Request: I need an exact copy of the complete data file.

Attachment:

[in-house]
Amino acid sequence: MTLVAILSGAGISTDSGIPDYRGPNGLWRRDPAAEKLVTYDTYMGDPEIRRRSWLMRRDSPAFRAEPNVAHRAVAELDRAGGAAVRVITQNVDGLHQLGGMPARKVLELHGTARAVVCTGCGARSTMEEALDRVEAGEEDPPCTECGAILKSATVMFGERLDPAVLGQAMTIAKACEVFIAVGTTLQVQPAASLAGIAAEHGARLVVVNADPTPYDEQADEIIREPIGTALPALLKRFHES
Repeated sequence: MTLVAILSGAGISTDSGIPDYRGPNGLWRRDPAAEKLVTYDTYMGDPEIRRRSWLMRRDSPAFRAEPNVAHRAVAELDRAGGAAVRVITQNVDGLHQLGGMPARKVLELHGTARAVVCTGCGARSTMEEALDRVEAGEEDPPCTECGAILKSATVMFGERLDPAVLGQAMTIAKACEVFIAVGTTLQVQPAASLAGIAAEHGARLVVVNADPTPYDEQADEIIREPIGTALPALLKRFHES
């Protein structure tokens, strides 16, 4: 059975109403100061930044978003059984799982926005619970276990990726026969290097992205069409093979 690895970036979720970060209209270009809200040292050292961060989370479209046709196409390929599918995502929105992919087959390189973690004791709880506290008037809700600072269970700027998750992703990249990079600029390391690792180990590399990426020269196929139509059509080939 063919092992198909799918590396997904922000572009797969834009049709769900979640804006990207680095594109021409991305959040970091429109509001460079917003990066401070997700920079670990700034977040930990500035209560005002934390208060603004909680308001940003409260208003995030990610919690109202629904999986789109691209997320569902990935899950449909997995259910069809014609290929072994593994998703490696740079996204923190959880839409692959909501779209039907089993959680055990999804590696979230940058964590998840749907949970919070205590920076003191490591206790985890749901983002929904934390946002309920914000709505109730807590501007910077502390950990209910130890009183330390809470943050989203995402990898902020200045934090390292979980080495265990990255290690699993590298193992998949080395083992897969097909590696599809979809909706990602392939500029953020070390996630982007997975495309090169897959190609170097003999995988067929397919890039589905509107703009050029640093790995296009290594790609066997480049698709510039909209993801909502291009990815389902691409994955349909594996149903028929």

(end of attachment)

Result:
[in-house]
Amino acid sequence: MTLVAILSGAGISTDSGIPDYRGPNGLWRRDPAAEKLVTYDTYMGDPEIRRRSWLMRRDSPAFRAEPNVAHRAVAELDRAGGAAVRVITQNVDGLHQLGGMPARKVLELHGTARAVVCTGCGARSTMEEALDRVEAGEEDPPCTECGAILKSATVMFGERLDPAVLGQAMTIAKACEVFIAVGTTLQVQPAASLAGIAAEHGARLVVVNADPTPYDEQADEIIREPIGTALPALLKRFHES
Repeated sequence: MTLVAILSGAGISTDSGIPDYRGPNGLWRRDPAAEKLVTYDTYMGDPEIRRRSWLMRRDSPAFRAEPNVAHRAVAELDRAGGAAVRVITQNVDGLHQLGGMPARKVLELHGTARAVVCTGCGARSTMEEALDRVEAGEEDPPCTECGAILKSATVMFGERLDPAVLGQAMTIAKACEVFIAVGTTLQVQPAASLAGIAAEHGARLVVVNADPTPYDEQADEIIREPIGTALPALLKRFHES
């Protein structure tokens, strides 16, 4: 059975109403100061930044978003059984799982926005619970276990990726026969290097992205069409093979 690895970036979720970060209209270009809200040292050292961060989370479209046709196409390929599918995502929105992919087959390189973690004791709880506290008037809700600072269970700027998750992703990249990079600029390391690792180990590399990426020269196929139509059509080939 063919092992198909799918590396997904922000572009797969834009049709769900979640804006990207680095594109021409991305959040970091429109509001460079917003990066401070997700920079670990700034977040930990500035209560005002934390208060603004909680308001940003409260208003995030990610919690109202629904999986789109691209997320569902990935899950449909997995259910069809014609290929072994593994998703490696740079996204923190959880839409692959909501779209039907089993959680055990999804590696979230940058964590998840749907949970919070205590920076003191490591206790985890749901983002929904934390946002309920914000709505109730807590501007910077502390950990209910130890009183330390809470943050989203995402990898902020200045934090390292979980080495265990990255290690699993590298193992998949080395083992897969097909590696599809979809909706990602392939500029953020070390996630982007997975495309090169897959190609170097003999995988067929397919890039589905509107703009050029640093790995296009290594790609066997480049698709510039909209993801909502291009990815389902691409994955349909594996149903028929």